In the conversation of this large party, and over the prime Chateau-Margout of Mr. G— the time past most agreeably till ten o'clock, at which hour we transferred ourselves to the drawing-room, and began dancing reels in a most clamorous and joyous manner, to the music sometimes of the Shepherd's fiddle — sometimes of the harpsichord. On these latter occasions the Shepherd himself mingled in the maze with the best of us, and indeed displayed no insignificant remains of that light-heeled vigour, which enabled him in his youth (ere yet he had found nobler means of distinction,) to bear the bell on all occasions from the runners and leapers of Ettrick-dale. The great beauty of this man's deportment, to my mind, lies in the unaffected simplicity with which he retains, in many respects, the external manners and appearance of his original station — blending all, however, with a softness and manly courtesy, derived, perhaps, in the main, rather from the natural delicacy of his mind and temperament, than from the influence of anything he has learned by mixing more largely in the world. He is truly a most interesting person — his conversation is quite picturesque and characteristic, both in its subjects and its expression — his good-humour is unalterable, and his discernment most acute — and he bears himself with a happy mixture of modesty and confidence, such as well becomes a man of genius, who has been born and bred in poverty, and who is still far from being rich, but who has forfeited, at no moment of his career, his claim to the noble consciousness of perfect independence.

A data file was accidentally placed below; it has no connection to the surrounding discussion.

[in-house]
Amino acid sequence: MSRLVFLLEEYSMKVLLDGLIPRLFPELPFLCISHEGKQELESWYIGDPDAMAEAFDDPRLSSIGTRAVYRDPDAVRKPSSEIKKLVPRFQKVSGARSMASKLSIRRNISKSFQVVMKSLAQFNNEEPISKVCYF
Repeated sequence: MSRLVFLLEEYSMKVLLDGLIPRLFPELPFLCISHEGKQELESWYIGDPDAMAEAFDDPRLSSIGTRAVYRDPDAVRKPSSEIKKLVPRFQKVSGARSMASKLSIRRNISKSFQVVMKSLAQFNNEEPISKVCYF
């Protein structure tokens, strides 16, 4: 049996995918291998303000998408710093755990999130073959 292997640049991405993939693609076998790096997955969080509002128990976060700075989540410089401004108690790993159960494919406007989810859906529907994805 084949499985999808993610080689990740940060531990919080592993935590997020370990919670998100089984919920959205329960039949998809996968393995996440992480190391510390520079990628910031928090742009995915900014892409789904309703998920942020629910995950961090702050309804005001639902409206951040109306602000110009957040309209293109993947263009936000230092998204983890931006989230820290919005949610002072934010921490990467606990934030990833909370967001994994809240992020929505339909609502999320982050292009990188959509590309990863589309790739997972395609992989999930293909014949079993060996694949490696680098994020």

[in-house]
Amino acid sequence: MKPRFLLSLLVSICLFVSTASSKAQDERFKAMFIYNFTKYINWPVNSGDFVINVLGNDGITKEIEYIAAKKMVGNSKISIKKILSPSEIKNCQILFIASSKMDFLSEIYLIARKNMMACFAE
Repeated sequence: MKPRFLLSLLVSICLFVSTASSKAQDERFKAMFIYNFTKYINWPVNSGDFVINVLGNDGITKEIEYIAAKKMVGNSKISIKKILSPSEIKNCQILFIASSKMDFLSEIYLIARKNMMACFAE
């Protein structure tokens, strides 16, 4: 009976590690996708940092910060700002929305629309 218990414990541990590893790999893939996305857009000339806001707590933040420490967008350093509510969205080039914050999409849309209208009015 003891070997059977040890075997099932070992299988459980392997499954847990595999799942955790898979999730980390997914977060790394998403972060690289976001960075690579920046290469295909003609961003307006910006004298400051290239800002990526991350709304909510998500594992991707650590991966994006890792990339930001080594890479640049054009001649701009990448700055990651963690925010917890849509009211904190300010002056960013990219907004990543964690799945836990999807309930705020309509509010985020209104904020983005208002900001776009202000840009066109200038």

A merry supper, followed by a variety of songs and stories, detained us at Lasswade till a late, or rather till an early hour; but the moon had arisen in all her brightness, and our drive to Edinburgh was a cooling and calm termination to all the hilarities of the evening.

This morning I spent almost entirely in driving from one house to another, bidding adieu for a few months to such of my Edinburgh friends as are still in town. This would, indeed, have been a sad duty, but for the prospect of meeting them all again after my return from the ulterior part of my pilgrimage. In the meantime, however, it is a real sorrow for me to part, even with that consolation in view, for so long a time from my excellent old friend, Mr. W—. His kindness has really been such as I can never repay — not even in gratitude. Ever since I came, he seems to have made me, my comfort, and convenience, and gratification, the sole subject of his concern. I trust I shall be able to induce him to give me, so far, my revenge, next summer in Cardigan — but, alas! what can I shew him there like much of what he has shewn me in Edinburgh?

My time, however, presses, and I cannot possibly delay setting off for Glasgow any longer. I propose spending a week in and about that city, to several of the most respectable inhabitants of which I have received letters of introduction, through the kindness of my indefatigable friend. To-day W— dines with me, once more "solus cum solo," at my hotel — and with tomorrow's dawn I must gird myself for my journey. I shall write to you shortly after my arrival; but, in the meantime, in case you should write to me, address your letters to the Buck's-Head Hotel, Glasgow.

Ever your's,

P. M.

P.S. Don't forget to borrow M. de Peudemot's book from my aunt. If you don't get the "One Night in Rome" by heart, I shall lose all faith in your taste.